March on Washington vs. the women's rights march By Garrett Harinen

The March On Washington

The March on Washington was a large scale peaceful protest organized by Martin Luther King Jr. This protest was organized to accomplish a few objectives including shedding light on all of the political and social discrimination that African Americans faced. It is often called "The March on Washington for Jobs and Freedom". This event occurred on the 28th of August 1963 and was attended by over 200,000 people. The march included speeches from various civil rights advocates including Martin Luther King Jr. and also had performances from entertainers such as Bob Dylan. Overall this event was a success because of the massive attendance and the widespread news and media about their march, and the "I Have A Dream" speech became famous because of this march.

MLK monument and Bob Dylan, two leaders that participated in the March on Washington.

Who was involved?

Many people and leaders were involved in this example of a peaceful protest. Leaders included involved included Josephine Baker, Mahalia Jackson, Joan Baez, Bob Dylan, and John Lewis. The marchers involved were in a crowd of over 200,000 people and were entertained by entertainers and celebrities such as Bob Dylan, Peter, Paul, and Mary, Bobby Darin, Odetta, and Lena Horne. All of these people were involved in the march, but in addition to the march, the leaders of the march went to the White House to meet with the president, John F. Kennedy, at the end of the march.

Obstacles to this Event

There were obstacles in the way of this peaceful protest march on Washington. One example is that the 1963 March On Washington executed by Martin Luther King Jr. was a second attempt on a march on Washington. The first march was planned in the 1940's protesting the fact that African Americans got less benefits from the New Deal. The march was set to have 50,000 people but was cancelled suddenly when president Franklin D. Roosevelt passed Executive Order 8802, which banned discrimination by any defense contractors and establishing the Fair Employment Practices Committee (FEPC) to investigate charges of racial discrimination. Overall this obstacle was a positive obstacle, but nonetheless, an obstacle.

Legacy of the march On Washington

The March on Washington is so important because of its lasting legacy. One thing it did was demonstrate to the American people the large scale of support that there was for this cause, and that people were willing to protest for their beliefs. This really was essential because it brought up the hopes of the African American people. It also spread their message further and grew support for this cause. During the months after the event, there were more demonstrations and protests that caused violence. Soon after, president John F. Kennedy was assassinated, and Lyndon B. Johnson took the presidency and began by passing the Civil Rights Act of 1964. All in all, the March on Washington has a long lasting impact even to today.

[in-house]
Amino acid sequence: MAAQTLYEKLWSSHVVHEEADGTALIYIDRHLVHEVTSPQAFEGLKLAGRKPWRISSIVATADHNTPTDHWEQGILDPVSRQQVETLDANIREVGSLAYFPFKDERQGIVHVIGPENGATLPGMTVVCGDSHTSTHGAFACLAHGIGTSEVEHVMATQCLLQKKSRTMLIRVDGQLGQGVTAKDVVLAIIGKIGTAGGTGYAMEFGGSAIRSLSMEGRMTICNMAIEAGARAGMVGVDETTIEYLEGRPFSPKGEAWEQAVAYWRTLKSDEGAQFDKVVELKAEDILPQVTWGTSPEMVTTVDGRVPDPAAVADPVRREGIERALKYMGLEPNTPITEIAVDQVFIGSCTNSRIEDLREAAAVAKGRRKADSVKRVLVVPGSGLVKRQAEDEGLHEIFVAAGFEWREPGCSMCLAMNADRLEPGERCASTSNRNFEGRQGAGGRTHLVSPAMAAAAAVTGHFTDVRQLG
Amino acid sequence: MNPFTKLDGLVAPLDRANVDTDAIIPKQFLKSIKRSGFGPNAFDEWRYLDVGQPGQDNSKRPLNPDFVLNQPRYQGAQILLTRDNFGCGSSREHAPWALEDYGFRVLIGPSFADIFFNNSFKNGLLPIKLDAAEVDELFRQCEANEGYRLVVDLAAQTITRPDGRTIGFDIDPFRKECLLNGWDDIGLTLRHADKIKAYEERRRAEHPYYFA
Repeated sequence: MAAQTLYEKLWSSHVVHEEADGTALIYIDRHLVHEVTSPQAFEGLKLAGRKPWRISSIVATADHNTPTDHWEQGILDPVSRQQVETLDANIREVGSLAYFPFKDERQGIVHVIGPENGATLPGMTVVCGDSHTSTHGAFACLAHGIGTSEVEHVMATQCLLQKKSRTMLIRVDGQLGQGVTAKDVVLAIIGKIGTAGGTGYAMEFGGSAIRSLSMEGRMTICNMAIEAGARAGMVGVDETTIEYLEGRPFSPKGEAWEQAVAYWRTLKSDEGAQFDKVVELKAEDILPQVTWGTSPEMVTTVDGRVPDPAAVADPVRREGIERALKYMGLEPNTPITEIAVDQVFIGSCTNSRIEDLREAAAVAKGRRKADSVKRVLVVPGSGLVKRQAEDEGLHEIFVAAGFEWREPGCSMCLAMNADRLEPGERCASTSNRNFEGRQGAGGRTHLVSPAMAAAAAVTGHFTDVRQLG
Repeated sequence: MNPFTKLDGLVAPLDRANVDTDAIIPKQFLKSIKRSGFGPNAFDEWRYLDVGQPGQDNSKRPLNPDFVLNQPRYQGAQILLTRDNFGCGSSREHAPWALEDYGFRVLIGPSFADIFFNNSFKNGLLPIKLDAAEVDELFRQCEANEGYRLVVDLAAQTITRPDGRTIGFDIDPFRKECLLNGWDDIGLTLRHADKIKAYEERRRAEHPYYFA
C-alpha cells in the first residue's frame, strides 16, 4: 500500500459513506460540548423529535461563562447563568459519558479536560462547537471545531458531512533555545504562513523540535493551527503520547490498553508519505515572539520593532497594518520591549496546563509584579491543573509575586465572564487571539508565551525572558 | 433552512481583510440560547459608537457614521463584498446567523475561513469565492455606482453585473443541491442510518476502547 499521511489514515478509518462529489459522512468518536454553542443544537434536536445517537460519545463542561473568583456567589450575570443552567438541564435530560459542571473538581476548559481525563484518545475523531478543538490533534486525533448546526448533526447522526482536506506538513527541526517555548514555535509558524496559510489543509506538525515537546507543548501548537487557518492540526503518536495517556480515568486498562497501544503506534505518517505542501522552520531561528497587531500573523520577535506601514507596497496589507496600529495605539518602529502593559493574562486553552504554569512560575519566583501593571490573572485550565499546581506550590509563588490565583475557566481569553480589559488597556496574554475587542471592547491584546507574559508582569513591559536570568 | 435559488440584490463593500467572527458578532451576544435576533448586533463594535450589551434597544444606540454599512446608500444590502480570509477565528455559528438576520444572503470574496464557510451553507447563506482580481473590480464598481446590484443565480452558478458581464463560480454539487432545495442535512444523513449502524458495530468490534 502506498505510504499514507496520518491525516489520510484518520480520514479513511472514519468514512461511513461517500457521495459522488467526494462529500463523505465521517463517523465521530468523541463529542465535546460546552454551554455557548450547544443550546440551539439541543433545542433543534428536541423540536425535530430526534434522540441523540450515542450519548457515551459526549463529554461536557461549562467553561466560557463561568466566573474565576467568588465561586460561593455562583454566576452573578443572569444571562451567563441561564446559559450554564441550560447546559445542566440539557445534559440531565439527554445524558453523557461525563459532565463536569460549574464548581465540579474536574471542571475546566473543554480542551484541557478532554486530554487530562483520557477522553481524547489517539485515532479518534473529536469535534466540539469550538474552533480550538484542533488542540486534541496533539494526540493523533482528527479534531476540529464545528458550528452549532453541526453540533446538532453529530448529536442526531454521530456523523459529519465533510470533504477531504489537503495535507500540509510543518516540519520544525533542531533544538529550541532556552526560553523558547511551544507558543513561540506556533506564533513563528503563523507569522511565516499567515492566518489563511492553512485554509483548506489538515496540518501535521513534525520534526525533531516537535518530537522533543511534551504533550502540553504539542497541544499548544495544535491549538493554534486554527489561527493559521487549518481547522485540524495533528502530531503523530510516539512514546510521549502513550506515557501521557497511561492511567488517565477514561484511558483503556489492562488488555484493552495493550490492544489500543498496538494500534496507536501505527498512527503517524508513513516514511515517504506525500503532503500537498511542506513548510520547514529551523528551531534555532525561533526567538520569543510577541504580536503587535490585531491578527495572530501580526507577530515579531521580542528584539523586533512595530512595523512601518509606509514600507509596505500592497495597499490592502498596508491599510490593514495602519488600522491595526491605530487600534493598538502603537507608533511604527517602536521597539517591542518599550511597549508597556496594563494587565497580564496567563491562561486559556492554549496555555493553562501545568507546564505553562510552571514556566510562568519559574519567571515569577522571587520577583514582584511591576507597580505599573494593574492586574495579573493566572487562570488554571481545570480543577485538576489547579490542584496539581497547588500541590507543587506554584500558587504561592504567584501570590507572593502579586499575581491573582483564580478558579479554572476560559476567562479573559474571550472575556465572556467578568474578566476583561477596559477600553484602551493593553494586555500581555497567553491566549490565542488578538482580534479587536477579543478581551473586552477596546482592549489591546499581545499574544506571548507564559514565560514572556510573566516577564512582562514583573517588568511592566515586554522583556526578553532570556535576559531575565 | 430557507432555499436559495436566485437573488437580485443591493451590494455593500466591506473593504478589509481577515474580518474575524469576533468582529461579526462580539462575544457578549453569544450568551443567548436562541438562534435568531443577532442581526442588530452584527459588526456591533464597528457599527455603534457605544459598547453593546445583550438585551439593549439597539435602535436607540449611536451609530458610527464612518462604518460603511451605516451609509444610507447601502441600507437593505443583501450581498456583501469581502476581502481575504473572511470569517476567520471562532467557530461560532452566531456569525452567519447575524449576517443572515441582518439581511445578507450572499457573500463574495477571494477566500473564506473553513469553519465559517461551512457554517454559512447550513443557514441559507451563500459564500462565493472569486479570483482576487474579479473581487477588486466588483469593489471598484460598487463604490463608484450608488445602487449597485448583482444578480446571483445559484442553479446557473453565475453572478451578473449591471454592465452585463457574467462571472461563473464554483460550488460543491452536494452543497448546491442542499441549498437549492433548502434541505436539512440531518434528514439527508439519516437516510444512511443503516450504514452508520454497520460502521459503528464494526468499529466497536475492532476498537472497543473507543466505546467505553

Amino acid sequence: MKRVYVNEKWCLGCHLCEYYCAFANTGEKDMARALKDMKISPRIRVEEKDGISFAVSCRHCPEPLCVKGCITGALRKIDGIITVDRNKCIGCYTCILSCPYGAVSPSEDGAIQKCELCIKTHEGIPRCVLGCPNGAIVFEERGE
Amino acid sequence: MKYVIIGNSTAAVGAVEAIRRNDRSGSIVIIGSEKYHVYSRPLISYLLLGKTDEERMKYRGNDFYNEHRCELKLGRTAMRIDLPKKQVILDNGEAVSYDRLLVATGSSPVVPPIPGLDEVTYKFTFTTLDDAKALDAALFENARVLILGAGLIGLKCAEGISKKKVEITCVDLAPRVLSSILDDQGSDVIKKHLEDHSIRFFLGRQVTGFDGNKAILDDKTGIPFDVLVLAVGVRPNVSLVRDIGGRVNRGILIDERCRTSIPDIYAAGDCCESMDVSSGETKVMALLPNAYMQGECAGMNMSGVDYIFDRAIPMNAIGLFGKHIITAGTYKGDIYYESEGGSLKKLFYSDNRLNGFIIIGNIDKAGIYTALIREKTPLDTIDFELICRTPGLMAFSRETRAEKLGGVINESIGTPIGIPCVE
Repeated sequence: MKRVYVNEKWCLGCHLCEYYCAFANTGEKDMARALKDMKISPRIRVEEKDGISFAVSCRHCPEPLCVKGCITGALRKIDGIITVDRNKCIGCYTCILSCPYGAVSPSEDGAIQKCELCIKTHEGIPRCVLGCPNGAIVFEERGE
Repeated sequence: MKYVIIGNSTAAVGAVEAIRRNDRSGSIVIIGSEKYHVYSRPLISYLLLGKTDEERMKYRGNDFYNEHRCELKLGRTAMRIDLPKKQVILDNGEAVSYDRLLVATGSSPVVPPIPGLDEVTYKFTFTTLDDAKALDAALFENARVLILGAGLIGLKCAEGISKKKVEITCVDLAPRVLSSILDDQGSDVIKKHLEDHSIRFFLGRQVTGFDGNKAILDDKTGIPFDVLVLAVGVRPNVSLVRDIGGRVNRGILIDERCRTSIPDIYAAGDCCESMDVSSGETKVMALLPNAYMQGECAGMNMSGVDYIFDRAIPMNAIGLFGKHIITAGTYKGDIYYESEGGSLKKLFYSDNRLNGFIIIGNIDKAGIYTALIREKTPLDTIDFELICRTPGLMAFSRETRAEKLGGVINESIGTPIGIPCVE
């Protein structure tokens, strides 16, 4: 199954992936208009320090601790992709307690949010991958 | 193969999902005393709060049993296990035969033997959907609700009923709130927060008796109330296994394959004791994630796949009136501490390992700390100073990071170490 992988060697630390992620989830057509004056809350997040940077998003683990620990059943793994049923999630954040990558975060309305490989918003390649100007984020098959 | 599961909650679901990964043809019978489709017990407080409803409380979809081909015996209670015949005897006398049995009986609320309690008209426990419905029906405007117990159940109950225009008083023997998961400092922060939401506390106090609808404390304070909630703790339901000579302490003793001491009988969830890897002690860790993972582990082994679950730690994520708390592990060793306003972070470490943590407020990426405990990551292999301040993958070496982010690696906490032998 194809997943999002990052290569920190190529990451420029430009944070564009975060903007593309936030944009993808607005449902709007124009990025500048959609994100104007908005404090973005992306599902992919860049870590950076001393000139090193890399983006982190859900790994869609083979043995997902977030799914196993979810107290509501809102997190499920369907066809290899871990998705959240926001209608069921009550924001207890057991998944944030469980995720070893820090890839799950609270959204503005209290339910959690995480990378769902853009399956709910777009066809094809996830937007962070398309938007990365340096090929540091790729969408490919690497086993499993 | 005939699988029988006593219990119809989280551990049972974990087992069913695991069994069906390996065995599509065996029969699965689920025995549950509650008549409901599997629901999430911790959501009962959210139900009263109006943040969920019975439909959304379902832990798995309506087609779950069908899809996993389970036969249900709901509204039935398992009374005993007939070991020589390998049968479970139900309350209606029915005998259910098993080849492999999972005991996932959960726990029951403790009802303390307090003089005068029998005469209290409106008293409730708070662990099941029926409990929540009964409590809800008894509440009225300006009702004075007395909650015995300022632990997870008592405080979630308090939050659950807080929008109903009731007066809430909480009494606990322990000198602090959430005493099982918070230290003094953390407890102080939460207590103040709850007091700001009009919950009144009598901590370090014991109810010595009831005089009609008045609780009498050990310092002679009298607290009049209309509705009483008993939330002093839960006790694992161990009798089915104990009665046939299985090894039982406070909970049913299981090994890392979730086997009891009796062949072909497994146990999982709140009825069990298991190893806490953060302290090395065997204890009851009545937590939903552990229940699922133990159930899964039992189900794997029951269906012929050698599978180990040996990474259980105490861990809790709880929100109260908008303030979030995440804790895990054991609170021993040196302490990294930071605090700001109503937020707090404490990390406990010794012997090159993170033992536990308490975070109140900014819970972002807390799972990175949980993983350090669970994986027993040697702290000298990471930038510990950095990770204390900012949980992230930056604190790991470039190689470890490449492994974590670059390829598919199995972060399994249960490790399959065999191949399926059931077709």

Women's March vs. The March on Washington

These two protests are extremely similar in many ways. First of all, they are the same type of peaceful protest, a mass demonstration and march, and even take place in the same exact city. Because they are the same event in the same location, they both are the same tactic that tries to get media to gain a platform to speak out for their cause. They are also similar in the fact that they were for almost the same purpose. The March on Washington was in protest of political and social discrimination against African Americans while the Women's March was in protest of social and political discrimination against Women. The leaders that executed the Women's March are members of the Women's March team, including Tamika D. Mallory, Carmen Perez, Linda Sarsour, and Bob Bland. There weren't any notable obstacles of this march, other than the fact that it was on the inauguration day of President Donald Trump and there was a large police security presence.


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